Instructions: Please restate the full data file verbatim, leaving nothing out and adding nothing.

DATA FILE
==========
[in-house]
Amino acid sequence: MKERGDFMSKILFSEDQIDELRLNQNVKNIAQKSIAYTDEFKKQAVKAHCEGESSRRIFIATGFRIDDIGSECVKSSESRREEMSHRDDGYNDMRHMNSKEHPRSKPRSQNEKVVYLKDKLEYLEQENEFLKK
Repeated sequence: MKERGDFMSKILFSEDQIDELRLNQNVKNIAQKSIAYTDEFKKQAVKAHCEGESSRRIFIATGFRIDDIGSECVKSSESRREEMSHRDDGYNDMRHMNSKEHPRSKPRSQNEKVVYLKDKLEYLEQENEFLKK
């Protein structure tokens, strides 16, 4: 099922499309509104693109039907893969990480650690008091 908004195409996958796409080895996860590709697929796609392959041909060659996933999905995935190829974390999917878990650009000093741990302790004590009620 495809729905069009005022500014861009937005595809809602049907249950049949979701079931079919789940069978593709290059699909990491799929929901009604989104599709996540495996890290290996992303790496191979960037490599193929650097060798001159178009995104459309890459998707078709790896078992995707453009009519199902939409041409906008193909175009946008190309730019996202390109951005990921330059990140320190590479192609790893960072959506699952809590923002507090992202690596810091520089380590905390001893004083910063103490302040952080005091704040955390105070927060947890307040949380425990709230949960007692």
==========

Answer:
[in-house]
Amino acid sequence: MKERGDFMSKILFSEDQIDELRLNQNVKNIAQKSIAYTDEFKKQAVKAHCEGESSRRIFIATGFRIDDIGSECVKSSESRREEMSHRDDGYNDMRHMNSKEHPRSKPRSQNEKVVYLKDKLEYLEQENEFLKK
Repeated sequence: MKERGDFMSKILFSEDQIDELRLNQNVKNIAQKSIAYTDEFKKQAVKAHCEGESSRRIFIATGFRIDDIGSECVKSSESRREEMSHRDDGYNDMRHMNSKEHPRSKPRSQNEKVVYLKDKLEYLEQENEFLKK
């Protein structure tokens, strides 16, 4: 099922499309509104693109039907893969990480650690008091 908004195409996958796409080895996860590709697929796609392959041909060659996933999905995935190829974390999917878990650009000093741990302790004590009620 495809729905069009005022500014861009937005595809809602049907249950049949979701079931079919789940069978593709290059699909990491799929929901009604989104599709996540495996890290290996992303790496191979960037490599193929650097060798001159178009995104459309890459998707078709790896078992995707453009009519199902939409041409906008193909175009946008190309730019996202390109951005990921330059990140320190590479192609790893960072959506699952809590923002507090992202690596810091520089380590905390001893004083910063103490302040952080005091704040955390105070927060947890307040949380425990709230949960007692």